LAST YEAR YOU AND BRIAN VICKERS HAD SOME RUN INS, NOW THIS YEAR HE IS STILL TRYING TO FIND A RIDE. DO YOU FEEL THAT MIGHT HAVE HAD AN IMPACT ON HIS SITUATION THIS YEAR? DO YOU HAVE A FEELING ABOUT HIM NOT BEING HERE? “I really don’t have any idea to be honest with you. I have no idea what is going on with how he is trying to get a ride or search for sponsors. I have no idea what his situation is to be honest with you.”
DO YOU FEEL THAT TYPE OF SITUATION HAS A NEGATIVE IMPACT ON DRIVERS? “I don’t know about that, I really don’t. I think that it is never fun if you are part of a conflict with anybody. They are always fun to watch but being part of them is never much fun. I don’t know what affect that would have on where he is at or not. I don’t really know.”
HOW RACEY ARE YOU GOING TO BE TODAY? CARL SAID YESTERDAY HE DIDN’T CARE IF HE TORE HIS CAR UP BECAUSE HIS BACKUP IS JUST AS GOOD. DO YOU FEEL THE SAME WAY? “Well, Carl is lying because he is on the pole if he doesn’t tear his car up. I don’t think he can start on the pole with a backup car. He is not being truthful at all. Me on the other hand, nobody wants to wreck first of all, but if you didn’t think this is your best car they wouldn’t have brought this one for the 500.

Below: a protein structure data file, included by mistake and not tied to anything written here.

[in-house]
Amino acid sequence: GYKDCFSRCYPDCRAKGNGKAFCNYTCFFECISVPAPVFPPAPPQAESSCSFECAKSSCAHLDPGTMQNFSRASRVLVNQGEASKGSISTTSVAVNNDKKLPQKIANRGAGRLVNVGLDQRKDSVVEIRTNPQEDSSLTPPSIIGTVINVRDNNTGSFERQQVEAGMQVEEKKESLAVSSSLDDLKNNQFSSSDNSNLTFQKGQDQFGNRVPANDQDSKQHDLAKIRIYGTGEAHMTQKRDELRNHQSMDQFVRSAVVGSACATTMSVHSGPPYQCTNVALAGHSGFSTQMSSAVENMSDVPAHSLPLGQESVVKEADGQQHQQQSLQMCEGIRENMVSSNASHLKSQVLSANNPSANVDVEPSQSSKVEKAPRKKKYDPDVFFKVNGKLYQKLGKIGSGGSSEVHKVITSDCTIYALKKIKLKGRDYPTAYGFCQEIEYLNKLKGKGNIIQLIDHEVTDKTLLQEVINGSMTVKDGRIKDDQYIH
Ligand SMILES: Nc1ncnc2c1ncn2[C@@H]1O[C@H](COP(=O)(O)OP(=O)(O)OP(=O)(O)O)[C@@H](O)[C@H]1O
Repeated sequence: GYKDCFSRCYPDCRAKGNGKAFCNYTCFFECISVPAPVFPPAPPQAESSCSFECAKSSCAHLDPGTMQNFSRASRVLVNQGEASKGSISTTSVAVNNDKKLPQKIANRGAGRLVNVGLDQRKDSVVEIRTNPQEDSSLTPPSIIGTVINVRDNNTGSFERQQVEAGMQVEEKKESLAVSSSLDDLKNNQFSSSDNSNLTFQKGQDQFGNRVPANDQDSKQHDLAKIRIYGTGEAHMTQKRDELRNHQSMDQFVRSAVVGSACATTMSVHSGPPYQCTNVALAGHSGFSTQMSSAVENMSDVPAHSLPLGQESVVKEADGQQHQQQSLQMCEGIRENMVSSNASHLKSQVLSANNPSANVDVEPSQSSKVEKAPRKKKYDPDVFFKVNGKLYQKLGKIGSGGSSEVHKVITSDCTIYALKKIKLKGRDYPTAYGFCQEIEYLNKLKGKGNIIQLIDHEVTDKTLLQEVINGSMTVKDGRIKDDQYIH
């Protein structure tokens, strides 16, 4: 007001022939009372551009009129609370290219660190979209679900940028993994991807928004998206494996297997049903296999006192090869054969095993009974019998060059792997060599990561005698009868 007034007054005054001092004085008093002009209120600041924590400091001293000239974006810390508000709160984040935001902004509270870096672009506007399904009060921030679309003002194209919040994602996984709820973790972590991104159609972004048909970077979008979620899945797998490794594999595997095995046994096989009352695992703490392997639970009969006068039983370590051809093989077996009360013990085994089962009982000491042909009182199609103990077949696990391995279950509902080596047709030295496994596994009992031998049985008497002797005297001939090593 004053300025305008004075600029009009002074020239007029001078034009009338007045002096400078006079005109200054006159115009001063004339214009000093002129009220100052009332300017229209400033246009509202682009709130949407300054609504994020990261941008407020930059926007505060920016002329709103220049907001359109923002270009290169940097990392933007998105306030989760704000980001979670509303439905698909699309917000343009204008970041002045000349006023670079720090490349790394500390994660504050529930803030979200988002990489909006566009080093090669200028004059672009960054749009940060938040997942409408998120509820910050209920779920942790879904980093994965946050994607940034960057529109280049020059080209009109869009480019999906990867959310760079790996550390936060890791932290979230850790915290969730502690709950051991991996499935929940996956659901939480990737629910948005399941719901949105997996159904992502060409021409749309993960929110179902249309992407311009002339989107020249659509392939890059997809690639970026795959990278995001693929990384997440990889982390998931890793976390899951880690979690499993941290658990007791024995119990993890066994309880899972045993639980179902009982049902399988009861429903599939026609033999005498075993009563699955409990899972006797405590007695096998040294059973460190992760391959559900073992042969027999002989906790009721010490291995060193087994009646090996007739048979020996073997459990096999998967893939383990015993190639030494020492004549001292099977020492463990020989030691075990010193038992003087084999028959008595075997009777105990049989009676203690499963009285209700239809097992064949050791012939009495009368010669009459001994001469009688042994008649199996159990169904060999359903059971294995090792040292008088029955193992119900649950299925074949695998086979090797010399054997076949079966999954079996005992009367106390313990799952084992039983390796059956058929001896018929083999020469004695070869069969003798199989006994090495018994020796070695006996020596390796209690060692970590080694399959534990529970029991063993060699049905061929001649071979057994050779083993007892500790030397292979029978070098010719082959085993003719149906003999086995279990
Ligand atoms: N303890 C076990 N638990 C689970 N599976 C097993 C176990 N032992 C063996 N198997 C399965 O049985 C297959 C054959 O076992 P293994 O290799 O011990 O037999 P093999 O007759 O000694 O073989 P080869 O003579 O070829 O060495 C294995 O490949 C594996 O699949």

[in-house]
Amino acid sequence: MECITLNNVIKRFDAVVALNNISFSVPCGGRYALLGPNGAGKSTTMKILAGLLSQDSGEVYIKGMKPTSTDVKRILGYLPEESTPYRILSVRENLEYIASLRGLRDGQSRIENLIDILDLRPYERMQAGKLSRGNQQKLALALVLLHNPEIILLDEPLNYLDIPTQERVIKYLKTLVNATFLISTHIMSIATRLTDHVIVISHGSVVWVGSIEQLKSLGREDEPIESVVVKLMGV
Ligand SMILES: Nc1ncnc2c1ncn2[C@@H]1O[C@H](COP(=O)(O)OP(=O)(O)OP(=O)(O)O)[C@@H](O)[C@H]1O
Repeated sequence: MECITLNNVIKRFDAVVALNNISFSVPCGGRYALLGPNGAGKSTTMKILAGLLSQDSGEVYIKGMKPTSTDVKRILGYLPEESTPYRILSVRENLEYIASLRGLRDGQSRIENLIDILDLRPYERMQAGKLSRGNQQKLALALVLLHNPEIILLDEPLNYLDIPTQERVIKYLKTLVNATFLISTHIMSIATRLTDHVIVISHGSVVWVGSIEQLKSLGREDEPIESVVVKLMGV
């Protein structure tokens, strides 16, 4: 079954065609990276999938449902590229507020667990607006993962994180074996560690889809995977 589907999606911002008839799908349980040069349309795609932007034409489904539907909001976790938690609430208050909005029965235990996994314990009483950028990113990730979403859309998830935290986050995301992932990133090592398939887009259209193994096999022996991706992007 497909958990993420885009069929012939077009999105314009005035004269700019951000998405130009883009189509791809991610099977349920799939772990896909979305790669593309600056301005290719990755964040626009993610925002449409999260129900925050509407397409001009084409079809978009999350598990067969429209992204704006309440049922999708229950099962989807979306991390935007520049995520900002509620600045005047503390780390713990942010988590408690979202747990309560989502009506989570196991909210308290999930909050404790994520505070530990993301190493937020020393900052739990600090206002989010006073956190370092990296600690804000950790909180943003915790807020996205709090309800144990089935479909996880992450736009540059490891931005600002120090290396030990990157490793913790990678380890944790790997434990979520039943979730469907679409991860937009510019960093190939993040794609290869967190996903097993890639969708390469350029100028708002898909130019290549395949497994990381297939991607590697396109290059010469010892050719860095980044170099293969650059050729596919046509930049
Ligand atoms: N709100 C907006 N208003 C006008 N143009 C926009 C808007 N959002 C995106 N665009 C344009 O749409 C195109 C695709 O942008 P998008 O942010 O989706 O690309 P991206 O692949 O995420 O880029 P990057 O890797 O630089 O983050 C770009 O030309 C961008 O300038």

We want to make it through the race but I will do whatever Jimmy (Fennig) wants to do. He told me the other day on the phone that we came here to race and if we wreck it we will unload another one. He wants me to race hard and that is what the fans want us to do and what we are paid to do. We can learn stuff for Sunday by putting ourselves in all kinds of different positions and racing hard. That is our plan, to try to work our way to the front and hopefully have a shot at the end.”
CARL WAS SAYING YESTERDAY THAT HE THOUGHT HAVING THE RADIOS WOULD MAKE THINGS SAFER. AFTER THE POLITICS AT TALLADEGA LAST FALL, IS THAT THE REASON NASCAR ISN’T GOING TO LET YOU GUYS TALK TO EACH OTHER? DO THEY NEED TO DO SOMETHING ABOUT THE RADIOS? “I’d have to disagree on that one. From my standpoint, if you are doing a two-car tandem then having the radios is safer. Not having the radios also helps not have the two-car tandem and all that.